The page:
Nike touches a nerve in the debate over race and marketing with $315 shoes -- and black leaders may finally be saying 'enough.' A wrap-up of the week's debate.


LeBron James wears the LeBron X sneakers at a Nike promotional event in Shanghai today. (Reuters)

On Monday, we posted a story about the history of sneakers and the way footwear companies have marketed them, especially to young black men. The piece raised questions for many readers about whether sneaker advertising is exploitative, and whether footwear companies are sufficiently culturally sensitive. While black intellectual and political leaders have long kept an eye on the weird dance that happens between black cultural pride and the sneaker industry, it looks like Nike may finally have crossed a line with them.

On Tuesday, the Wall Street Journal reported that Nike's new LeBron X sneaker -- a new entry in its James-endorsed sneakers series set to drop in early fall -- would cost $315. Why so high a price? As the article we ran on Monday notes, some of this has to do with the materials to be used -- in the case of the LeBron sneakers, these include motion sensors that will record stats on, among other things, how high the wearer jumps. But a lot of it has to do with artificial pressures placed on the market by sneaker companies. They keep numbers low (the LeBron sneaker will be released in an edition of 50,000) to breed hype and justify raising prices.

It's their right, but it has some consequences. It leads to the rioting we see with some sneaker releases. (Logic: If people know there's a limited supply of a highly desirable item, they're more likely to fight to get it than if there's a supply commensurate with demand.) Nike is aware of this and in fact released guidelines for retailers that will reduce the possibility of sneaker-related violence -- or Nike's liability for it, depending on how you want to take them. The price of the sneakers, which are the most expensive Nike has ever released, is particularly badly timed according to Marc Morial, who is president of the National Urban League. Morial asked Nike not to put the shoe on the market:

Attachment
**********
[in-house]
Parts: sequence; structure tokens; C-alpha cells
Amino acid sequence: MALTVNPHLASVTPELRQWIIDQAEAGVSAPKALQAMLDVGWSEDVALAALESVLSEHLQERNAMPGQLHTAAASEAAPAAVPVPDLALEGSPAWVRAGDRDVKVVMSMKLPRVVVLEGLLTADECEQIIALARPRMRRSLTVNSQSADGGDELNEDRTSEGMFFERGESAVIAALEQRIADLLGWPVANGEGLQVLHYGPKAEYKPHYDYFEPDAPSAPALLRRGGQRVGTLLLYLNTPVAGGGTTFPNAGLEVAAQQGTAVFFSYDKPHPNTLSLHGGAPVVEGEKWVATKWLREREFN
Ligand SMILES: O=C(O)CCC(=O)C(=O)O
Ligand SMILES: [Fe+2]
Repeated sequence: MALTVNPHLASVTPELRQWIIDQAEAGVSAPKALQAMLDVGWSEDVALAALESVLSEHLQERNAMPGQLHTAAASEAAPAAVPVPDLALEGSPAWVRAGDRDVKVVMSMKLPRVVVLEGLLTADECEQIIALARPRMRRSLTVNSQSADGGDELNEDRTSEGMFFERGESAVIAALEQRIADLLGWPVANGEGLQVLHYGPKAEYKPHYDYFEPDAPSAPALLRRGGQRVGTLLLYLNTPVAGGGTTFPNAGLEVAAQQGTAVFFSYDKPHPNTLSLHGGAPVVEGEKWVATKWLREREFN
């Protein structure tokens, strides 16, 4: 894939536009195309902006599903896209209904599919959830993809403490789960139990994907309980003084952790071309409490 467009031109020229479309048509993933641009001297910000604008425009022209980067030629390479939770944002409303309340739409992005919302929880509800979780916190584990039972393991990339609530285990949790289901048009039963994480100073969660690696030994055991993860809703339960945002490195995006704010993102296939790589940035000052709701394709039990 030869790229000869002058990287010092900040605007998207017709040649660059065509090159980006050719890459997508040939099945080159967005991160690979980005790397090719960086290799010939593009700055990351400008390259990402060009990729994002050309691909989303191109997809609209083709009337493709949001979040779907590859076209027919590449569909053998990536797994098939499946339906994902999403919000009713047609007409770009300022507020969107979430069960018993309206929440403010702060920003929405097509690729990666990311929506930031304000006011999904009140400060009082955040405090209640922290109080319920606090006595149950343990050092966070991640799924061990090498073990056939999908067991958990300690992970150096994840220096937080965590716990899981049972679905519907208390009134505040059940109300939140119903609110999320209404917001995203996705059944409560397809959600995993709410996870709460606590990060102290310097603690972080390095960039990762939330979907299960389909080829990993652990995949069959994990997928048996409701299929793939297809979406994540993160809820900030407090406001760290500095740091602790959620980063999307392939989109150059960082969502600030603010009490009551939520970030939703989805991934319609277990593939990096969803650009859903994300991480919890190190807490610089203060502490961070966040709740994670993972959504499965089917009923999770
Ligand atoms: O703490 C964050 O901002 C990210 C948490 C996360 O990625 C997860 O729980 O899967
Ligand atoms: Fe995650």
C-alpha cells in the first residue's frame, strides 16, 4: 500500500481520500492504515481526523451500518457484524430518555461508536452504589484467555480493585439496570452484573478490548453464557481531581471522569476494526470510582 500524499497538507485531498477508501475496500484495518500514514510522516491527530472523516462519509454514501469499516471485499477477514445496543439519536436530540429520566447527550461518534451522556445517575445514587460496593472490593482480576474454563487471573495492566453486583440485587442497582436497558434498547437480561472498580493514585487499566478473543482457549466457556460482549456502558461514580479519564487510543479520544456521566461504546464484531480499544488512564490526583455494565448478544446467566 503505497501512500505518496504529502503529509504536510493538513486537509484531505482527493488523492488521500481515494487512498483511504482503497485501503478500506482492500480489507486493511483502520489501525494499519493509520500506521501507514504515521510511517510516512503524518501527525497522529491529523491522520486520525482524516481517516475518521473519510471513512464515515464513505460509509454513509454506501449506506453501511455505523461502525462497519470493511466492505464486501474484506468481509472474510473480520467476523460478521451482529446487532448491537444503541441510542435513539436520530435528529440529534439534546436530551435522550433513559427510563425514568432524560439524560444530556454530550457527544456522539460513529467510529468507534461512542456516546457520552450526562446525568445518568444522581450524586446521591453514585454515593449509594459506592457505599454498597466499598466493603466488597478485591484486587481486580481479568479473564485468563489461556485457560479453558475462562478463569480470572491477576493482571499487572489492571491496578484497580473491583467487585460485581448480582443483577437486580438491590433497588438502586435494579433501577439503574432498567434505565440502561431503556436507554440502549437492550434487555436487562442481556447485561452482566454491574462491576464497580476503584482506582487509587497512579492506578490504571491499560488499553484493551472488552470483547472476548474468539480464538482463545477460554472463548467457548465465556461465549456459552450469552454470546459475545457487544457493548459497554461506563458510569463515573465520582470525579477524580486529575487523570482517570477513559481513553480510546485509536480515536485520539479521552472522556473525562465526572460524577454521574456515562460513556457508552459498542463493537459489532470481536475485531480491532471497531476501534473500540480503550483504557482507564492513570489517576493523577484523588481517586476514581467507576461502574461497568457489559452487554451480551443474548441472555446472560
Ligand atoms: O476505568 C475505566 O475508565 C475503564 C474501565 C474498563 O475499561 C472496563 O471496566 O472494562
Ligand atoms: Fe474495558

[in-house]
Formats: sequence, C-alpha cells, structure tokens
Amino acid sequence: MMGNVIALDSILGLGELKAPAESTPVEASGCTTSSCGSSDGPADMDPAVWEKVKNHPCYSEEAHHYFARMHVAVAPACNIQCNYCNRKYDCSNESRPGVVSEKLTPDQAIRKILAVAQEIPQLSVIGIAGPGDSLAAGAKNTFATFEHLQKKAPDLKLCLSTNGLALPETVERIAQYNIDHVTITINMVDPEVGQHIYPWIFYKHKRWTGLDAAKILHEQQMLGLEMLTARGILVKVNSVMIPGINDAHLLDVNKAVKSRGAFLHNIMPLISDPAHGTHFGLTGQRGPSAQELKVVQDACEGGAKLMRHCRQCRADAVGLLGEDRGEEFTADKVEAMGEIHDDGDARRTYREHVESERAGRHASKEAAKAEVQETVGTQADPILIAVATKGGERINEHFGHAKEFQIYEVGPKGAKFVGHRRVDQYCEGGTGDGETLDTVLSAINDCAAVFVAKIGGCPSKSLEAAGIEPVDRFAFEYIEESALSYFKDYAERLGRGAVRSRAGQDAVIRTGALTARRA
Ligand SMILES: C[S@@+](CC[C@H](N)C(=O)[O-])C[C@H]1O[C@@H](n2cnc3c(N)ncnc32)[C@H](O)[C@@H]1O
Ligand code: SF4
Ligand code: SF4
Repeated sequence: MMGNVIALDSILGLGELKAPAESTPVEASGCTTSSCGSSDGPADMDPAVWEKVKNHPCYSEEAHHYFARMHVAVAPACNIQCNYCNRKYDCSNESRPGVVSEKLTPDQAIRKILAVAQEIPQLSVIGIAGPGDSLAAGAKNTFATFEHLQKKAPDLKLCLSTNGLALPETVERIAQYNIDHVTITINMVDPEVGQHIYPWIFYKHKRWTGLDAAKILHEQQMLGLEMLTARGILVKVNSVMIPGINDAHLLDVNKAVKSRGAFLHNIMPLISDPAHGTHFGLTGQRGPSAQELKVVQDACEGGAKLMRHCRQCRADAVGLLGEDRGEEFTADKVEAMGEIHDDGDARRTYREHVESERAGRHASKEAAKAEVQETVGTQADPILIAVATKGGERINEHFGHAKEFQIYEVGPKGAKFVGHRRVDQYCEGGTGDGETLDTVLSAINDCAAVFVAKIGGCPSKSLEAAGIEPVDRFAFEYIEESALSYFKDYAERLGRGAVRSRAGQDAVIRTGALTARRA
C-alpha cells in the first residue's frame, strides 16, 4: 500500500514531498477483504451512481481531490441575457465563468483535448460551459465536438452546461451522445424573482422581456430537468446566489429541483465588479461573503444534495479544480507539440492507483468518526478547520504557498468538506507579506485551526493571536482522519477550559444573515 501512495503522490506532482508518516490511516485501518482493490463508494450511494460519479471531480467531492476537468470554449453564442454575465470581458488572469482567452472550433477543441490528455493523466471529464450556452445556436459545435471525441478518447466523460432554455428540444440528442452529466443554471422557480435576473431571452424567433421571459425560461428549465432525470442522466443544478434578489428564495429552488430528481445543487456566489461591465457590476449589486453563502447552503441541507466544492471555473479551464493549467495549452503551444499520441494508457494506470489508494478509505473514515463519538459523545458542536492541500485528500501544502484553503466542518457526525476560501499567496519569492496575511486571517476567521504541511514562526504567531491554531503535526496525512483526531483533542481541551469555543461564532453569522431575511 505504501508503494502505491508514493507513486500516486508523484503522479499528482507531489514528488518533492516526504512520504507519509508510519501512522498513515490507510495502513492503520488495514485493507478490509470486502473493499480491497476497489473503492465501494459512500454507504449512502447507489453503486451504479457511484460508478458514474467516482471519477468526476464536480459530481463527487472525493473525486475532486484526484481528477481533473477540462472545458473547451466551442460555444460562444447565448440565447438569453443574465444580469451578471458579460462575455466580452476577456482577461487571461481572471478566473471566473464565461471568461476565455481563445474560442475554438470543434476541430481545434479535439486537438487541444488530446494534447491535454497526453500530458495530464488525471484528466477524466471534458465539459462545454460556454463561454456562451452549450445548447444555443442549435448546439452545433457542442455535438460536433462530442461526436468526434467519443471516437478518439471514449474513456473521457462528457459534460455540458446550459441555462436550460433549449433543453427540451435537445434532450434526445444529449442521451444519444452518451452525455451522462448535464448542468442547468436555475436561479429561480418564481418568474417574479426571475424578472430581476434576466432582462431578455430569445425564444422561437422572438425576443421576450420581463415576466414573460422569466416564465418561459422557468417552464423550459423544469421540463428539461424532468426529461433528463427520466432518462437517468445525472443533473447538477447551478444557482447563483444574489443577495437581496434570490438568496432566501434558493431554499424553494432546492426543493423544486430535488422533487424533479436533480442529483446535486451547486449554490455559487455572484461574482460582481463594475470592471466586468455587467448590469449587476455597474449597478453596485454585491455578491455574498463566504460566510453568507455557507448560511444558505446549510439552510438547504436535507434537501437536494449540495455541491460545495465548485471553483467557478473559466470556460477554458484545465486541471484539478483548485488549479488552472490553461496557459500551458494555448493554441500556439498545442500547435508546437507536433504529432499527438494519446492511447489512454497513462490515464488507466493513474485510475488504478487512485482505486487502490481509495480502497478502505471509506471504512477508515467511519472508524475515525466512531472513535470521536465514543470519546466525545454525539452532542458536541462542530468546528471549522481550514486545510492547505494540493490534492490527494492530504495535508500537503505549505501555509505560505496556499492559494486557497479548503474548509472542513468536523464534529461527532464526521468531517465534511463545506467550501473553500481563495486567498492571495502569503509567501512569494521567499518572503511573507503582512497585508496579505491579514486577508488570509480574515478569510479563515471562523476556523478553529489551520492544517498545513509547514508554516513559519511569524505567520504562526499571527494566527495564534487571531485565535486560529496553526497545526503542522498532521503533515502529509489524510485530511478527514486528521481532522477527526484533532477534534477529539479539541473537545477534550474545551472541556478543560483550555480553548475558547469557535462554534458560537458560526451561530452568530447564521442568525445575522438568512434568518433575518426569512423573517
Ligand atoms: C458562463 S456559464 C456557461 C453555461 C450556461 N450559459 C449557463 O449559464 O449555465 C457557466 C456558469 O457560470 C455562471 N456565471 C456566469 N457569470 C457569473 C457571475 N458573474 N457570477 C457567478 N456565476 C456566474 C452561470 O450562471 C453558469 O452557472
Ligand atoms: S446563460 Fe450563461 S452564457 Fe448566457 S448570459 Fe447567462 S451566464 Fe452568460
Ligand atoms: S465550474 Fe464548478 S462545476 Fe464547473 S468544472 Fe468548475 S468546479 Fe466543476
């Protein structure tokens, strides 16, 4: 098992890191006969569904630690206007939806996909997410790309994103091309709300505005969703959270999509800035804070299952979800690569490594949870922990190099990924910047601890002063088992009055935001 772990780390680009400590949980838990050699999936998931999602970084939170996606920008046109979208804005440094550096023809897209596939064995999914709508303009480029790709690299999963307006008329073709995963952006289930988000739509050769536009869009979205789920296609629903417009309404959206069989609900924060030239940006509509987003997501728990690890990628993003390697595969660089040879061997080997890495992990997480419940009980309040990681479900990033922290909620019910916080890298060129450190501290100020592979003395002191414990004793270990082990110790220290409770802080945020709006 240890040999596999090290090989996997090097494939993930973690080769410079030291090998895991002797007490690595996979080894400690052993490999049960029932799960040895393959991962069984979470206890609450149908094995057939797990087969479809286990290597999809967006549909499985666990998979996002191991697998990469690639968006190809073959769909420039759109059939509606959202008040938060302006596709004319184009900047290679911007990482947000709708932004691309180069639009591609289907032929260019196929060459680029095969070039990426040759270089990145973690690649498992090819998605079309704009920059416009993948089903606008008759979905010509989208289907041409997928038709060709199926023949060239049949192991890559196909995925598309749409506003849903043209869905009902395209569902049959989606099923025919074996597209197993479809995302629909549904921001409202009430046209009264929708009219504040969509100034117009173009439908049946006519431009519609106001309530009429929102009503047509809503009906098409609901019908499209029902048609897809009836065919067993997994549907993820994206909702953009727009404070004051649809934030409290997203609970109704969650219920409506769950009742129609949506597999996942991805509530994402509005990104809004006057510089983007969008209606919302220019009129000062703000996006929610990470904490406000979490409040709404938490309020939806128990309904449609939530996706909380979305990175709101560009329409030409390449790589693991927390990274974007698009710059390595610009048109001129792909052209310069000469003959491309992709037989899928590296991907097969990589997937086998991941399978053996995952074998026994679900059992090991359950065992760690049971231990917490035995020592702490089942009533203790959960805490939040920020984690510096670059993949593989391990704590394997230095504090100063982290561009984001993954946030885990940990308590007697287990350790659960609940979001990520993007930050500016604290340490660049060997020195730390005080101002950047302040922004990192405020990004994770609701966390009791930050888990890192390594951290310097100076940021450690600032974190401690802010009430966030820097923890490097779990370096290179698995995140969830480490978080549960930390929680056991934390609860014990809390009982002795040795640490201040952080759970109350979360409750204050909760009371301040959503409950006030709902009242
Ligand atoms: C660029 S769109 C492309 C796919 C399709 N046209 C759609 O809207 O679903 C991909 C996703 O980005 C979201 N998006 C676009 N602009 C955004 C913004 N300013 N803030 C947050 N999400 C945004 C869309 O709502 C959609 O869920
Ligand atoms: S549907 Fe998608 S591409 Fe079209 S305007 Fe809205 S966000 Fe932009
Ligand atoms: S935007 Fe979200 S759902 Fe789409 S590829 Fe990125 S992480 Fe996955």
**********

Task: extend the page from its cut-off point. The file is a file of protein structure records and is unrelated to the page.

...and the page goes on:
"To release such an outrageously overpriced product while the nation is struggling to overcome an unemployment crisis is insensitive at best," Morial said. "It represents twisted priorities and confused values." Invoking Nike's advertising slogan, Morial urged parents and the company, "Just don't do it." ...

"Parents struggle to give their children every advantage, and while expensive shoes might draw admiration, achievement is the advantage that truly matters," Morial said. "Those dollars would better be spent on computers, books and school supplies."

Nike later pointed out that the high price would only apply to a version of the sneakers with the special Nike+ sensor technology. A lower-priced version will come out for $190. Still: $190? To put this in perspective, the income of households headed by people ages 15-24 fell 9.3% from 2009 to 2010.

People do have a right to buy what they want, as writers for ESPN and the Huffington Post argued yesterday. But why do they want to buy what they want to buy? While there's some personal responsibility involved in wanting to purchase $315 sneakers, again, a lot of it comes back to marketing.

One thing is clear from this whole debate. The ethics of consumer goods extend beyond where they're produced and who makes them. They also have to do with who they're marketed to, how, at what price, and with what effects.

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